Right in line with my too-obvious-to-be-worth-anything prediction, Google have just released a Labs image similarity feature for Google Images. Others have commented on this already, but obviously this is hugely interesting for me because of my currently work on Empora‘s exploratory visual search so I’m going to throw my tuppence into the ring aswell.

Below are my first impressions.

Product impact

Google Similar Images (GSI) offers just one piece of functionality, the ability to find images that are similar to your selected image. You may only select images from their chosen set, there’s no dynamic image search capacity yet. Similar images are displayed either as a conventional result set when you click on “similar images”, or as a list of thumbnails in the header when you click through to see the original source.

The aims of this work will be (broadly):

  1. Keeping up with the Joneses. The other major search engines are working on similar functionality and Google can’t be seen to fall behind.
  2. User engagement. The more time you spend exploring on Google, the more their brand is burned into your subconscious.
  3. Later expansion of search monetisation. Adsense and Adwords get a better CTR than untargeted advertising because they adapt to the context of your search. If context can also be established visually there seems like strong potential for revenue.

Getting results

The quality of results for a project like this are always going to be variable as the compromises between precision, recall, performance, and cost are going to continue to be sketched out in crayon until more mature vocabularies and toolsets are available. That said, Google need to keep users impressed, and they’ve done pretty well.

A few good examples:

A few bad examples:

Under the hood

Once the “qtype=similar” parameter is set in the URL, the only parameter that affects the set of similar images is the “tbnid” which identifies the query image. The text query parameter does not seem to change the result set, only changing the accompanying UI. While this doesn’t allow us to draw any dramatic conclusions it would allow them to pre-compute the results for each image.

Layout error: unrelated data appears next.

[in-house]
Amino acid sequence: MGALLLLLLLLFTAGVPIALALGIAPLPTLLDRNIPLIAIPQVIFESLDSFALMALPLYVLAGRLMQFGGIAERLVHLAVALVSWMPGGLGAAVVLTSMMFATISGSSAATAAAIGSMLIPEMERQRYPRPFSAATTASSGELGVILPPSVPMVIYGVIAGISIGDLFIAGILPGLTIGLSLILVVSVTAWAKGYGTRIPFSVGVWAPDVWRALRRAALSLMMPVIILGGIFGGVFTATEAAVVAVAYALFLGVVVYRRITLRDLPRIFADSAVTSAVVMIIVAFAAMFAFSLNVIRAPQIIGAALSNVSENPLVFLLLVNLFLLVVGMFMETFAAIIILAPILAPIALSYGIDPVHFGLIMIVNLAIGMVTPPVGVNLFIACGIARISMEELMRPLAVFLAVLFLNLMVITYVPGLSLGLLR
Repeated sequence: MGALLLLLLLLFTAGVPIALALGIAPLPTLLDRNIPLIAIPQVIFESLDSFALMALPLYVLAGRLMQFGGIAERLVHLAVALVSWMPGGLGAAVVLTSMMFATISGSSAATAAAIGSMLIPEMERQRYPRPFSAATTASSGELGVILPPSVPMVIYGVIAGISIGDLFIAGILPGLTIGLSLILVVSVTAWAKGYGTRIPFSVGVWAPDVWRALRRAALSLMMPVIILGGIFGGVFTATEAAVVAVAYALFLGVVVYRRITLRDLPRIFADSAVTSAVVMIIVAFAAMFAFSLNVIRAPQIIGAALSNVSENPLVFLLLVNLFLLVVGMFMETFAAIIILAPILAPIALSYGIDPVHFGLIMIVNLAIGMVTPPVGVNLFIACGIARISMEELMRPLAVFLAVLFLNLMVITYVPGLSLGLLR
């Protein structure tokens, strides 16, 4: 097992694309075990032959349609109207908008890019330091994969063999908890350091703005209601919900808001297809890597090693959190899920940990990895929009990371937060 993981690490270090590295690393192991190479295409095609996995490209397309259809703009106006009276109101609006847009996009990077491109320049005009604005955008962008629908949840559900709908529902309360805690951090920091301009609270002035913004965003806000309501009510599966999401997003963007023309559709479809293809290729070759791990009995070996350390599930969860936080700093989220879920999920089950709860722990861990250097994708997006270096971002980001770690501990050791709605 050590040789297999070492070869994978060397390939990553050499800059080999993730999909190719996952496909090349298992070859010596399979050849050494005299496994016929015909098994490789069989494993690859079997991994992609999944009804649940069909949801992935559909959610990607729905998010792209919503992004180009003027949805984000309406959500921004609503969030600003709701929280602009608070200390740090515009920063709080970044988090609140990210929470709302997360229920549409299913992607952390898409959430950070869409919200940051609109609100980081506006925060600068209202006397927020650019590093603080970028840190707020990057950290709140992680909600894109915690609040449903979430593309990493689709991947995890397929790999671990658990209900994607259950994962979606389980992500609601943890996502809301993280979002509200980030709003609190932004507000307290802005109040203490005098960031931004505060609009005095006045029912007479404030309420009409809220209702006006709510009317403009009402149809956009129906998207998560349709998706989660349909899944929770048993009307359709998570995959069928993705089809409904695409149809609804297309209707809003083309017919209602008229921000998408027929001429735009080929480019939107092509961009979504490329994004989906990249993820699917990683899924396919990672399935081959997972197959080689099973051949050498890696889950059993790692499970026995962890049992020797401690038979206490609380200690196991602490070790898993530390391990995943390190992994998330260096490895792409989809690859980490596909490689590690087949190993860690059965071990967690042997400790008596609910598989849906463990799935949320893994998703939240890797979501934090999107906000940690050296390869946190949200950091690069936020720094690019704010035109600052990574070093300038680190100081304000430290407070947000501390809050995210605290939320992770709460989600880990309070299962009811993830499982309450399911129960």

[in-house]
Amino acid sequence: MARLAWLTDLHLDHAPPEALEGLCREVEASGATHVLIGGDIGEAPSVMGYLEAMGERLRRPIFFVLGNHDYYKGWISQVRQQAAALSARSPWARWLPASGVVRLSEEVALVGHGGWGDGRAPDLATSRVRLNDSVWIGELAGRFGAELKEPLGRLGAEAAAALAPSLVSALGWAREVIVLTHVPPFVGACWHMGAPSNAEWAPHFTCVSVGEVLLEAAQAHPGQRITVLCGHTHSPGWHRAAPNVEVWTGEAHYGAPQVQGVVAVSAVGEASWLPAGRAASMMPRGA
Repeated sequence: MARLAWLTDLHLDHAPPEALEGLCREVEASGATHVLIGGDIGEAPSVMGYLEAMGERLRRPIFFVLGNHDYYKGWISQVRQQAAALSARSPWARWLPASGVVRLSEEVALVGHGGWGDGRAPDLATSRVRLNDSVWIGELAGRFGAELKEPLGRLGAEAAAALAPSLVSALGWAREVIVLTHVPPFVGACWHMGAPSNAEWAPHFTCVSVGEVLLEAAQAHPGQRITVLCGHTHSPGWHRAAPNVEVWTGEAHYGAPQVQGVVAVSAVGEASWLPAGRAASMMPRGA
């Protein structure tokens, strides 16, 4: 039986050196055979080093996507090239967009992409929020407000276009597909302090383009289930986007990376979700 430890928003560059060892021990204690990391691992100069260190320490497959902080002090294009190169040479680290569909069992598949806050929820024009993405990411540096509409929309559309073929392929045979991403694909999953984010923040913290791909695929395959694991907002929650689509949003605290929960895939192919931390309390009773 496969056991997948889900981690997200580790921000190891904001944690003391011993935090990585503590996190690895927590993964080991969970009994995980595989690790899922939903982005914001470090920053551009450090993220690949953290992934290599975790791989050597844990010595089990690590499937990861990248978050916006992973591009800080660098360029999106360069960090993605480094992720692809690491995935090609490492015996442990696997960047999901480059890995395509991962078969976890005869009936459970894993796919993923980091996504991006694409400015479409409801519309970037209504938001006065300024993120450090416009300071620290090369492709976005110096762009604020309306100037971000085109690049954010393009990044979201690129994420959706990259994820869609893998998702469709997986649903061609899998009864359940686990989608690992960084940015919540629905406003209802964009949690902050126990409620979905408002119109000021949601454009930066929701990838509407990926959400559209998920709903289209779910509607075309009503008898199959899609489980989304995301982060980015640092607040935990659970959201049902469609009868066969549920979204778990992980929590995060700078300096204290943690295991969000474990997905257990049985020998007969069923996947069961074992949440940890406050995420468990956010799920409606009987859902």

The first clear conclusion is metadata. Google have obviously been leveraging their formidable text index, and why not. The image similarity behaviour indicates that the textual metadata associated with images is being used to affect the results.  One of the clearest indicators is that they’re capable of recognising the same individual’s face as long as that person’s name is mentioned. Unnamed models don’t benefit from the same functionality.

My second insight is that they’re almost certainly using a structural technique such as Wavelet Decomposition to detect shapes within images. The dead give-away here is that search results are strongly biased towards photographs taken from the same angle.

I suspect that they’re not yet using a visual fingerprinting technique (such as FAST) to recognise photographs of the same object. If they were doing this already I suspect that they’d have used this method to remove duplicate images. This may well come later.


All in all my impression is that they’ve implemented this stuff well, but that there’s a lot more yet to come. Namely:

  • Handling of duplicates, i.e. separation between searching for the similar images and instances of the same image
  • A revenue stream

Site log-in, HTTPS or HTTP?

Saturday 18th April, 2009

Four months on from Monster‘s big security breach they’re still using plain-text HTTP for logging in, and for changing your password.

While that’s fairly common for lower-risk web apps from cash-strapped start-ups and solo developers, for someone like Monster it seems inappropriate. Monster run sites all over the world, have a clear revenue stream, and they store an awful lot of personal information. Exactly the kind of information that’d be useful to identity thieves.

A few SSL certificates won’t break their bank account unless it was breaking anyway.

It’s got me wondering though. What proportion of sites actually bother with SSL? Sadly the only stats I’ve found on SSL adoption are some vague hints at data from Netcraft (scroll to the bottom). These stats seem to indicate that only 60 out of the “top 1000” sites use SSL, but I’m not sure exactly what criteria they’re using to gather those numbers.

Has anyone got any idea what proportion of sites use HTTPS for login?